Study

Link for Schools: A System to Prevent Violence and its Adverse Impacts

Award # 2016-CK-BX-0006 from the National Institute of Justice, Department of Justice

This research study will examine the effectiveness of a new theory-based system, called Link, that provides a sustainable infrastructure of upstream support for youth at-risk of violence. Link builds upon the principles of Trauma Informed Care and Psychological First Aid to identify and intervene on mental health and behavioral precursors of violence, and to mitigate the immediate impacts of violence among exposed youth. The University of Iowa is conducting this research in collaboration with the Cedar Rapids School Community District and the University of Minnesota.

The purpose of this research is to prevent and intervene in violence that impacts students, with a goal to adopt cost-effective school-based violence prevention strategies. The following objectives will be evaluated:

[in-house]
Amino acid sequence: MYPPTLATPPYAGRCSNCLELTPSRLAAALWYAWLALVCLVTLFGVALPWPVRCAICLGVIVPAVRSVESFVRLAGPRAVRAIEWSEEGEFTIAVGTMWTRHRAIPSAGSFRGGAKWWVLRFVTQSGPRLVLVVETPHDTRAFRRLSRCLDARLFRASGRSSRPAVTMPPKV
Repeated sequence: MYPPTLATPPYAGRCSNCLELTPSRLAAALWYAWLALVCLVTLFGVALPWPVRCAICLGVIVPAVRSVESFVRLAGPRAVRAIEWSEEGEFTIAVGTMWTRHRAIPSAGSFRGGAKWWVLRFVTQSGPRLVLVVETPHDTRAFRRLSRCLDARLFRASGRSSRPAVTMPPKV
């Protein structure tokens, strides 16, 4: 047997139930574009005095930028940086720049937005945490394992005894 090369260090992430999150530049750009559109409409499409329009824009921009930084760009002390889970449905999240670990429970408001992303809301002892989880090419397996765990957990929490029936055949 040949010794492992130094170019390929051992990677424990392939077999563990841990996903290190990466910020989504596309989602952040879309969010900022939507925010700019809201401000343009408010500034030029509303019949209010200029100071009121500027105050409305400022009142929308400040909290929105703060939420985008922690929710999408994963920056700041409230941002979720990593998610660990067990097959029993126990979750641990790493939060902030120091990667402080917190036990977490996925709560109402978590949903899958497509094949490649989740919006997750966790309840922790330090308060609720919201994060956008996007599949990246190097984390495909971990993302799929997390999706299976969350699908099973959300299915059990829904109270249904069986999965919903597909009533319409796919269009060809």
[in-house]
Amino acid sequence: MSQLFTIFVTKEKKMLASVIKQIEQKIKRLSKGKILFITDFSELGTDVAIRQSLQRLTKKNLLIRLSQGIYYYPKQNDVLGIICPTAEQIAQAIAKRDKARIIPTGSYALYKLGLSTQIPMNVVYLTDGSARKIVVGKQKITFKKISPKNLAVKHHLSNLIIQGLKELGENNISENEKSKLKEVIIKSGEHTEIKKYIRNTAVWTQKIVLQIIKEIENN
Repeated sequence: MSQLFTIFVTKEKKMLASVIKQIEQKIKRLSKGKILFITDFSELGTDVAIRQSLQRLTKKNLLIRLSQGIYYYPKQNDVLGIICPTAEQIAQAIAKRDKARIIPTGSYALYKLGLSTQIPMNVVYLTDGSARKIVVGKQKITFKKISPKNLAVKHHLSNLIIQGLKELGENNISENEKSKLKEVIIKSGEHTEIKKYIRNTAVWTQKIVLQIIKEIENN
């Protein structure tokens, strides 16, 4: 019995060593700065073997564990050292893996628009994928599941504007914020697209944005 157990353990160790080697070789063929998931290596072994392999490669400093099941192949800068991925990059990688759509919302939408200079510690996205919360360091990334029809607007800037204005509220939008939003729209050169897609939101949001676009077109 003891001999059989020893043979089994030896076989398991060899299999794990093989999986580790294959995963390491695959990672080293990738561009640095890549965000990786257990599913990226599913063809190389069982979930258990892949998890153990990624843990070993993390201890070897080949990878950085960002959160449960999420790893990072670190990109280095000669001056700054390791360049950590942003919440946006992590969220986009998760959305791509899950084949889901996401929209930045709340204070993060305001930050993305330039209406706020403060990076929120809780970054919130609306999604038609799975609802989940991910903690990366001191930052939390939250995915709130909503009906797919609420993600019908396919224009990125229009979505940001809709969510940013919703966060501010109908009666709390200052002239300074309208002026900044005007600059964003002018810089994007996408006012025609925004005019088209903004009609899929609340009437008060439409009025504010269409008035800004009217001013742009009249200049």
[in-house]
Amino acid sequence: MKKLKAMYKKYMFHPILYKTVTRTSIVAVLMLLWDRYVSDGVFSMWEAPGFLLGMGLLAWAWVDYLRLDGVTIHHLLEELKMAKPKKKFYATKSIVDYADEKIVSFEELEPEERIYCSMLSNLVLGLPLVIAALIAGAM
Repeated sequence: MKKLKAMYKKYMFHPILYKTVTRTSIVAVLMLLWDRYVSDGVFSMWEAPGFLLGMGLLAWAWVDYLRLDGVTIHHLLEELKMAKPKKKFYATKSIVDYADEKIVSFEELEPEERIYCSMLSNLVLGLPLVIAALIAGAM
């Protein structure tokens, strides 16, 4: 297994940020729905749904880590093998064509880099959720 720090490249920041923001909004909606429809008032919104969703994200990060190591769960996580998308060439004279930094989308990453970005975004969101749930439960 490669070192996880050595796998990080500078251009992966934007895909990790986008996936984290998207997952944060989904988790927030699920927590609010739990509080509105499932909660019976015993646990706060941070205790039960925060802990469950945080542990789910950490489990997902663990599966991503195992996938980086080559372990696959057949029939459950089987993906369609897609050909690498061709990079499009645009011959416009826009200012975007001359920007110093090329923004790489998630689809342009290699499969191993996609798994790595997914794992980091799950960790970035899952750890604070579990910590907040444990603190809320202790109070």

• Objective 1: Evaluate the effectiveness of Link in improving climate and student performance (e.g., reduced absenteeism, reduced suspensions).
  • Objective 2: Evaluate the effectiveness of Link in reducing school violence (i.e., bullying, fights and office discipline referrals).
  • Objective 3: Measure the costs associated with Link administration, implementation, and training and estimate its cost effectiveness.

The Link for Schools project builds on previous research conducted at the University of Iowa Injury Prevention Research Center. During the Great Flood of Cedar Rapids in 2008-09, researchers pilot-tested key components of the Link program with school nurses who provided services to children traumatized by the flood. Additionally, the Link for Schools program was adapted from a comparative effectiveness trial conducted from 2014 to 2018, where parent-based interventions (Link and trauma education) to support children after traumatic injury were evaluated.

This research project is led by Principal Investigators Karen Heimer (University of Iowa)and Marizen Ramirez (University of Minnesota).